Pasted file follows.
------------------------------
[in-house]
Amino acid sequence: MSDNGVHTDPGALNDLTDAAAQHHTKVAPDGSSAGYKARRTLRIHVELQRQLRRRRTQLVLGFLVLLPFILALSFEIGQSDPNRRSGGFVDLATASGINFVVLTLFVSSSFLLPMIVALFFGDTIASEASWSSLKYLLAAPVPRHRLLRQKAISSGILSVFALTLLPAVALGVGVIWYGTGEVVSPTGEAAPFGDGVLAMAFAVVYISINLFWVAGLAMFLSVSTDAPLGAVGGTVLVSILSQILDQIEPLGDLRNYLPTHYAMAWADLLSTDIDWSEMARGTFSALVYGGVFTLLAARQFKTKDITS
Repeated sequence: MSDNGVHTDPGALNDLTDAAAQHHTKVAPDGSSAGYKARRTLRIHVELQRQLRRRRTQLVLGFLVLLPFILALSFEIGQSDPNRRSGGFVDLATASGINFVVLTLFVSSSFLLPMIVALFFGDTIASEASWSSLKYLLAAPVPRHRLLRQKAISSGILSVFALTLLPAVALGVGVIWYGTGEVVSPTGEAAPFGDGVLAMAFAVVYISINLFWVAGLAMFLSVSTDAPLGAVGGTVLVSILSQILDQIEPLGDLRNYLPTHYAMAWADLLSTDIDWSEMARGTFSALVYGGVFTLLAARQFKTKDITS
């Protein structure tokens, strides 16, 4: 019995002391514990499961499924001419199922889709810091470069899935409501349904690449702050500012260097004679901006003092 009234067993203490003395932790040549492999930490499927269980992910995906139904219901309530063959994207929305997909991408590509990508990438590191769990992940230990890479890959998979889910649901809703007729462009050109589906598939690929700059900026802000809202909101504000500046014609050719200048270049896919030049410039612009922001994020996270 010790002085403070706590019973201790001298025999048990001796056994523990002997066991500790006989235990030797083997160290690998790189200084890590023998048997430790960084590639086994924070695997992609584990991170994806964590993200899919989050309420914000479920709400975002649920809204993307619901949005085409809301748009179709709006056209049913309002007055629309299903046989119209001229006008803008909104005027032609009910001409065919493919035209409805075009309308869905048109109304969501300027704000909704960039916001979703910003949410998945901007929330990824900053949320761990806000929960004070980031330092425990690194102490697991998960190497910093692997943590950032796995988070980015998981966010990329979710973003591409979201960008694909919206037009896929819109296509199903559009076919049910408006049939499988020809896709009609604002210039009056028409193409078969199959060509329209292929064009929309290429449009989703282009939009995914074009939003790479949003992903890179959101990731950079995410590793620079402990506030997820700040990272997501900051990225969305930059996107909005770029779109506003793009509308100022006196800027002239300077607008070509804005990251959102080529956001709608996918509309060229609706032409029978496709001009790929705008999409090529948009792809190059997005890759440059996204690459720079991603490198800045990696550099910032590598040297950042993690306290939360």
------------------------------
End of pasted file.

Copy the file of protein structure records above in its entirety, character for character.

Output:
[in-house]
Amino acid sequence: MSDNGVHTDPGALNDLTDAAAQHHTKVAPDGSSAGYKARRTLRIHVELQRQLRRRRTQLVLGFLVLLPFILALSFEIGQSDPNRRSGGFVDLATASGINFVVLTLFVSSSFLLPMIVALFFGDTIASEASWSSLKYLLAAPVPRHRLLRQKAISSGILSVFALTLLPAVALGVGVIWYGTGEVVSPTGEAAPFGDGVLAMAFAVVYISINLFWVAGLAMFLSVSTDAPLGAVGGTVLVSILSQILDQIEPLGDLRNYLPTHYAMAWADLLSTDIDWSEMARGTFSALVYGGVFTLLAARQFKTKDITS
Repeated sequence: MSDNGVHTDPGALNDLTDAAAQHHTKVAPDGSSAGYKARRTLRIHVELQRQLRRRRTQLVLGFLVLLPFILALSFEIGQSDPNRRSGGFVDLATASGINFVVLTLFVSSSFLLPMIVALFFGDTIASEASWSSLKYLLAAPVPRHRLLRQKAISSGILSVFALTLLPAVALGVGVIWYGTGEVVSPTGEAAPFGDGVLAMAFAVVYISINLFWVAGLAMFLSVSTDAPLGAVGGTVLVSILSQILDQIEPLGDLRNYLPTHYAMAWADLLSTDIDWSEMARGTFSALVYGGVFTLLAARQFKTKDITS
């Protein structure tokens, strides 16, 4: 019995002391514990499961499924001419199922889709810091470069899935409501349904690449702050500012260097004679901006003092 009234067993203490003395932790040549492999930490499927269980992910995906139904219901309530063959994207929305997909991408590509990508990438590191769990992940230990890479890959998979889910649901809703007729462009050109589906598939690929700059900026802000809202909101504000500046014609050719200048270049896919030049410039612009922001994020996270 010790002085403070706590019973201790001298025999048990001796056994523990002997066991500790006989235990030797083997160290690998790189200084890590023998048997430790960084590639086994924070695997992609584990991170994806964590993200899919989050309420914000479920709400975002649920809204993307619901949005085409809301748009179709709006056209049913309002007055629309299903046989119209001229006008803008909104005027032609009910001409065919493919035209409805075009309308869905048109109304969501300027704000909704960039916001979703910003949410998945901007929330990824900053949320761990806000929960004070980031330092425990690194102490697991998960190497910093692997943590950032796995988070980015998981966010990329979710973003591409979201960008694909919206037009896929819109296509199903559009076919049910408006049939499988020809896709009609604002210039009056028409193409078969199959060509329209292929064009929309290429449009989703282009939009995914074009939003790479949003992903890179959101990731950079995410590793620079402990506030997820700040990272997501900051990225969305930059996107909005770029779109506003793009509308100022006196800027002239300077607008070509804005990251959102080529956001709608996918509309060229609706032409029978496709001009790929705008999409090529948009792809190059997005890759440059996204690459720079991603490198800045990696550099910032590598040297950042993690306290939360």